(Borrowed heavily from Peter Stelmacovich's "Deafened But Not Silent" blog)
1. When I sleep at night, I sleep heavily. That's when I sleep. I have insomnia as well. Between that, my ADHD, the noise from my CPAP machine and Goddess knows what else, I do not hear fire alarms or, sometimes, alarm clocks. Or, I hear them, but can ignore them and sleep right through. Vibrations don't wake me, and neither do flashing lights. A dog will waken me. Bosley used to poke me with his cold, wet nose. If that didn't work, he taught himself to hit me AND to jump on top of me if he had to. That worked!
Peter pointed out that most fires occur at night when people are asleep. A time when hearing aids are not worn. A hearing ear dog will physically wake me up, whereas a fire alarm (auditory or visual) will not.
2. I don't always wear hearing aids. Yes, shocking. But remember - growing up, I was in the majority. Only my mom and one of my three brothers were hearing. The rest of us (dad, two brothers, granddad, great-grandma, etc.) were born hard of hearing. We didn't have hearing aids until later in life. I grew up without hearing aids and so did my brothers, father and grandfather. I don't think hearing aids were even available for my great-grandmother and her mom!!! To this day, hearing aids can overwhelm me after awhile, and I need a break. The dog can keep me alerted to things I need to hear. But even with hearing aids, I still don't always hear things I need to hear, so a dog is necessary, even WITH my hearing aids.
3. Yes, I really am "that deaf". Technically, my hearing is considered, binaural (both ears) sensori-neural (nerve deafness) and is severe. If I had a dollar for every time I'm told, "But you don't sound hard of hearing", or "You cope so well", and "You don't really need a dog, do you?" .... Thank you for the compliments, but trust me, the dog is necessary. Yes, I can sing and hold a tune well. Yes, I sang solos in church. Yes, I can even play a couple of musical instruments (poorly), and yes, I can't hear! And what the hell does a hard of hearing person "sound like" anyway? Jeez.
4. Even with hearing aids, I can still miss things. The dog, as Peter said in his blog, ensures consistency.
5. I can't hear doorbells or door knocks. I don't always hear my name called. I'm not a snob. I'm not ignoring you. The dog will alert me to people hollering out my name, and people won't be offended because I've supposedly ignored them.
6. I have a timer and have used it for years. However - remember that comment about ADHD? I don't always remember to bring the timer with me. So my laundry gets forgotten and starts to get musty-smelling, or I accidentally overcook or even burn my food -- Goddess help me if I ever fall asleep with the stove on and the timer in the other room! The dog again, ensures that I will remember to change the laundry from the washer and into the dryer, or to get my dinner out of the oven. Or get up in the morning and go to work.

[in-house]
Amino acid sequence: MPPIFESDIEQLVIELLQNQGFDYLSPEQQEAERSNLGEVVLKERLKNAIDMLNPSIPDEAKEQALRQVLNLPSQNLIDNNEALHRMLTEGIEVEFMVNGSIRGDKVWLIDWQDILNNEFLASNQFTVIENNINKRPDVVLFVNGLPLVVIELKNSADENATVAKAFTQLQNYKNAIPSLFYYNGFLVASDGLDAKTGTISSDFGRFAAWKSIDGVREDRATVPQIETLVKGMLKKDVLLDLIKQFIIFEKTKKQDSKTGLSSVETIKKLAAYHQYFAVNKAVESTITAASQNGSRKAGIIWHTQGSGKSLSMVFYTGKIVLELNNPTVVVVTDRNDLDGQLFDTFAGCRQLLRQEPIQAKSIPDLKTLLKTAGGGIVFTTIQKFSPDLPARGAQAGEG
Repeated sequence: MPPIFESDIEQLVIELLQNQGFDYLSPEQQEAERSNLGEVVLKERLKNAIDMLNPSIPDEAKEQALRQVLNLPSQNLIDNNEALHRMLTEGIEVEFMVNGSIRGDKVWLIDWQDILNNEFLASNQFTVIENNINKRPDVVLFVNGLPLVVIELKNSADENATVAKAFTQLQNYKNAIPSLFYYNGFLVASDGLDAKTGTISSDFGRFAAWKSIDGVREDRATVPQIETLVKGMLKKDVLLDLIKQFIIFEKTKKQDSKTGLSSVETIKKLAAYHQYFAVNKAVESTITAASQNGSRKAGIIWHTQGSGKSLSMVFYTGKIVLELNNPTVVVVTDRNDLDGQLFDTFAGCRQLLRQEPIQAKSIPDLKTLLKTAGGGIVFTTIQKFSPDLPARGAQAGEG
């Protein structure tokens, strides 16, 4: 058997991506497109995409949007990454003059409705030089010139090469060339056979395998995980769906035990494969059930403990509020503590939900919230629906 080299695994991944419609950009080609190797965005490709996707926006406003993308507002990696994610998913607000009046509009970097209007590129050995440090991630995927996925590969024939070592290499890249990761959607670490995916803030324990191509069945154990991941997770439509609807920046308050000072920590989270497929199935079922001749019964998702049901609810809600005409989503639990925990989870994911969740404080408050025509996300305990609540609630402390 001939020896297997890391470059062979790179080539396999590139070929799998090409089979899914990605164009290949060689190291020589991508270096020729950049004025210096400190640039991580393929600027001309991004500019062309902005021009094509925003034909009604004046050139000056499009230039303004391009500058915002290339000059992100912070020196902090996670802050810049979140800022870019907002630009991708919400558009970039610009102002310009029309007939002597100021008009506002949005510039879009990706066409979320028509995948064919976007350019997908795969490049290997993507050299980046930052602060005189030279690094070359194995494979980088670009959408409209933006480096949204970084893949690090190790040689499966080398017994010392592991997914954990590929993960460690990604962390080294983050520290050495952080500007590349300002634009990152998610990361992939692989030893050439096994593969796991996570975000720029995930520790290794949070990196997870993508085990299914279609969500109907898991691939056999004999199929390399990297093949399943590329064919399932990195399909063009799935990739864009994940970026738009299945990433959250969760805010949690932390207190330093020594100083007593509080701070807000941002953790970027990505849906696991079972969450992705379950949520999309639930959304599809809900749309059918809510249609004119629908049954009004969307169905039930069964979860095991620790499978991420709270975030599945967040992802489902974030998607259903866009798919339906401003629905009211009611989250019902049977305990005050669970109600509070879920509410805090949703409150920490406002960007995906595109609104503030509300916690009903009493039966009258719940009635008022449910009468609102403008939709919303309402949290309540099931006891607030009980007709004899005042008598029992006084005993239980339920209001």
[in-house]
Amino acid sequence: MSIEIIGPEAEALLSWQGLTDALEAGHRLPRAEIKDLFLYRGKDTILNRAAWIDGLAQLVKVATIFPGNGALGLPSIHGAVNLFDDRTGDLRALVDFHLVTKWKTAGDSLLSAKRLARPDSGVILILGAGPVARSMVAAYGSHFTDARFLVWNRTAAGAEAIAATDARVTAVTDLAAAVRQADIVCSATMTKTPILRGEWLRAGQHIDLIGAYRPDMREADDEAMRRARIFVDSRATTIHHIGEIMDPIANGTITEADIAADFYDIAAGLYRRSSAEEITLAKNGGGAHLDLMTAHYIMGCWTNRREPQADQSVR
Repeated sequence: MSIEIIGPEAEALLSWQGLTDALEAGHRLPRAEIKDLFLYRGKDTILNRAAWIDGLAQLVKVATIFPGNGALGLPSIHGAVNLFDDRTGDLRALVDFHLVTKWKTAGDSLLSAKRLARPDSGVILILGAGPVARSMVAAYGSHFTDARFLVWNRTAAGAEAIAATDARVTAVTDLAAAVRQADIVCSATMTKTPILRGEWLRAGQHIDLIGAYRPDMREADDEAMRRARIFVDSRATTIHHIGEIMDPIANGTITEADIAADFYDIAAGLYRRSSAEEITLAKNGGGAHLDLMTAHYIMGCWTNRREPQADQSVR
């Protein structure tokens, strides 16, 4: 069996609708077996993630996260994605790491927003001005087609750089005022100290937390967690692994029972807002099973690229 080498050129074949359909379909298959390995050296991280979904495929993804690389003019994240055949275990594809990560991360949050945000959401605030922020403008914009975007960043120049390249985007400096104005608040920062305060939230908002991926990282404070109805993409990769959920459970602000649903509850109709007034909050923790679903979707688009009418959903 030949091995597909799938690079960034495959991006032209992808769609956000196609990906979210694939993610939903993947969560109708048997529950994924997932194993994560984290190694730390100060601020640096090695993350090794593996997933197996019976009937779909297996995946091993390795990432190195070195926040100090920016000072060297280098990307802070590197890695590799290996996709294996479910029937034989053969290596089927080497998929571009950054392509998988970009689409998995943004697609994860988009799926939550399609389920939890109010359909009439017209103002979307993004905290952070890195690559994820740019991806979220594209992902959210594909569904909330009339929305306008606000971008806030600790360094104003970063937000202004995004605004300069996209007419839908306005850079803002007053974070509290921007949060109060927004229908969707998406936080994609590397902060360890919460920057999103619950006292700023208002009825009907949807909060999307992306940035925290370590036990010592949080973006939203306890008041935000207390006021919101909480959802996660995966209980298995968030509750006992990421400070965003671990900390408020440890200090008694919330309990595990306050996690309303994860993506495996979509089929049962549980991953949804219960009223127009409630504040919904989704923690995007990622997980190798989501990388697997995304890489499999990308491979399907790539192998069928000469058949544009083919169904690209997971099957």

7. If I know someone is coming to my house, I have to sit by the door and wait. Can't do anything else, because if I do, I won't hear. That includes reading a book. I can't reliably hear door knocks or bells from other parts of my apartment. The dog will be able to hear those sounds for me.
8. As a woman who has to go out at night, I can't hear if someone is behind me. While the dog is not a watch dog, I do get peace of mind knowing that the dog will tell me if someone is behind me by looking over his/her shoulder and beyond me. That is immeasurable. You can't buy that kind of assurance. Right now without a dog, I feel more anxious and my chronic depression is deepening.
8. I sleep better at night knowing someone is there listening for me. Whenever I got a little anxious, I would put my foot (or my bum) over a titch and feel the dog right there. I would smile and fall back to sleep. I'm not doing that now, and my insomnia is getting worse.
9. Shopping and travelling are actually easier with a working dog. Same thing with going into a store or a restaurant. Without the dog, people might treat me as a dim-watt, because I can't hear what's being said to me, or I think I hear what's being said and answer inappropriately. Despite two (and a half) degrees from a major Canadian university (U of T, dammit!), and an IQ of 130, it only takes an instant of answering something incorrectly to have people giving me "The Look". Having a service dog with me reminds people that I might not always hear and that's okay. It reminds airline staff I cannot hear the
announcements to board so they come get me ahead of time for
pre-boarding. It reminds wait staff to repeat and not get flustered or frustrated with me. It reminds store clerks that I'm not about to steal the TV off the stand if I ignore their repeated "Can I help you" questions that I don't hear.
10. And finally - yet another wonderful quote from Peter. Hearing ear dogs help to filter out the (ahem) Jerks of the world. I'll leave you to ponder that last remark. ;-)
For more information on Hearing Ear Dogs see the links below:
Lions Foundation of Canada (Dog Guides)
Pacific Assistance Dogs Society (PADS)